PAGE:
Some physics books said that the fuse rating is the maximum current that the fuse can carry without melting it. But some said that the fuse rating is indicating the current at which the fuse would immediately melt. Which is true?
Answers and Replies
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Fuses are rated according to the current which they will pass without melting. A full specification for a fuse will show curves giving the length of time a specific current will cause a typical fuse (of the given specification) to blow. As an example, see page four of: http://www.bussmann.com/library/bifs/5022.PDF
Note that in the above diagram, the curve for the 3A rated fuse shows that it didn't blow below 4 amps. In other words, that fuse is supposed to carry 3 amps forever.
In actual use, I've seen fuses that apparently blew at their rated amperage, but that's not what the specs show. Maybe the circuit really takes more current than I thought. Maybe the fuse was defective. But the spec is clear. The fuse passes the rated current without blowing.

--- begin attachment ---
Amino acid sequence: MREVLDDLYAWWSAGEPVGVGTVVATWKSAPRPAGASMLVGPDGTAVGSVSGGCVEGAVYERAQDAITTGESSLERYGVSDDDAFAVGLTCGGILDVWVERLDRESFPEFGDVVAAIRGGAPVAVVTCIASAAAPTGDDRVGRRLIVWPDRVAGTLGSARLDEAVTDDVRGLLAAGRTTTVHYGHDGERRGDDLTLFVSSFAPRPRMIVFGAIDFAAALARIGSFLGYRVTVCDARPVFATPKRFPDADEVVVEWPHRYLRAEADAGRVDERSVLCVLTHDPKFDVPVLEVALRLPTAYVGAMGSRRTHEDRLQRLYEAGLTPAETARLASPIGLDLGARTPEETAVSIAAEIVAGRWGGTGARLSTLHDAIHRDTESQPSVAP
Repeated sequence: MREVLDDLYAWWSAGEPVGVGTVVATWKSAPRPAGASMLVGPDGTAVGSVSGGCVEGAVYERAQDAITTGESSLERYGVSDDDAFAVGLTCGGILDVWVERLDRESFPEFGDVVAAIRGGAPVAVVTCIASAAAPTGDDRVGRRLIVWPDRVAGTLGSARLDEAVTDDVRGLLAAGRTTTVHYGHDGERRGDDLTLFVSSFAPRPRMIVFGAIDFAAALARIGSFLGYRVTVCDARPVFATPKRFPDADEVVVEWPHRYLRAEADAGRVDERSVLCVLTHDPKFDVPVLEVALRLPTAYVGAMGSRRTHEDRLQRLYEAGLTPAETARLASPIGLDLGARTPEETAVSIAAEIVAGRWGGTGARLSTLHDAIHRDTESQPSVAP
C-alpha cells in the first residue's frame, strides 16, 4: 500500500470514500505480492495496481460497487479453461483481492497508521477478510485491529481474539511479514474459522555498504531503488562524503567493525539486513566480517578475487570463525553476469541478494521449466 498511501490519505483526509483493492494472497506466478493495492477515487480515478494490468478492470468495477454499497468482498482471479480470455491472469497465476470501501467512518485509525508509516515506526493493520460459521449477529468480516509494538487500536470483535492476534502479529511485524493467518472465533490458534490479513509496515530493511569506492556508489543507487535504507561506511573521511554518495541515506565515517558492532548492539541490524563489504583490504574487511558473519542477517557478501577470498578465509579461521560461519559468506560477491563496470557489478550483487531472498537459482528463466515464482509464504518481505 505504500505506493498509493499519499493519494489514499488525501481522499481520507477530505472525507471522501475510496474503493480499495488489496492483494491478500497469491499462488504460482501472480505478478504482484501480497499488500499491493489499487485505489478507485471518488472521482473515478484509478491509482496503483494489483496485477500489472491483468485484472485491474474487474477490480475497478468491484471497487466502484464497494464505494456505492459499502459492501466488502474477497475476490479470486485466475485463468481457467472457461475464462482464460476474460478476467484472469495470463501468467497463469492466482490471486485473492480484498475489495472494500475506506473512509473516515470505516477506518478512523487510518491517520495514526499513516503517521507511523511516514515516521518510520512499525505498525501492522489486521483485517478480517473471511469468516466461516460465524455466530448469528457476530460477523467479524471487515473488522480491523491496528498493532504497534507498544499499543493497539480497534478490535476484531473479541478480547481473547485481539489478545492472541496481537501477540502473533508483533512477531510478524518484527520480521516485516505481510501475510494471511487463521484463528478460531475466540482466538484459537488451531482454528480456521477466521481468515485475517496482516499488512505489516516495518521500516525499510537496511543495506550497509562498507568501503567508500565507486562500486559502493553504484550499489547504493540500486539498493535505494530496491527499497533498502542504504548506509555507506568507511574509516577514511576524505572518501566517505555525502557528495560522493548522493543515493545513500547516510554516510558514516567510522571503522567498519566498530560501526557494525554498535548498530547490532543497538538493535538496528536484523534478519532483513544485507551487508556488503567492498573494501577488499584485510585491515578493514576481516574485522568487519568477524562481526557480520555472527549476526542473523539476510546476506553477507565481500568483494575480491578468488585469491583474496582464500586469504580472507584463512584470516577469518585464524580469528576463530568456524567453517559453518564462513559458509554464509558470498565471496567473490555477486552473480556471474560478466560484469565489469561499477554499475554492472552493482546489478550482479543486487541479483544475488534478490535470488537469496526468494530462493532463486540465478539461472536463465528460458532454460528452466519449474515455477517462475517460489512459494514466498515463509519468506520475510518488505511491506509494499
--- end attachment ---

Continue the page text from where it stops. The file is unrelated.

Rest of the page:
The difference between slow blow and fast blow fuses is in the shape of those curves, not the current that blows them in the steady state. In other words, if you draw a fast blow and slow blow curve on the same graph, the fast blow curve will be sharper, but they will intersect the long end of the time scale (i.e. the top of the graph on page 4 of the above link) at the same amperage (i.e. about 4 amps for a 3 amp fuse).
As far as transients go, all fuses will fail to blow if a transient of a given magnitude is sufficiently short in time. A fast blow fuse will blow on shorter transients than slow blow fuses. This is another way of saying that the "blow" side of their graph includes more territory in the above graph, but no fuse has a graph with a square corner (at the bottom left corner of the above graph).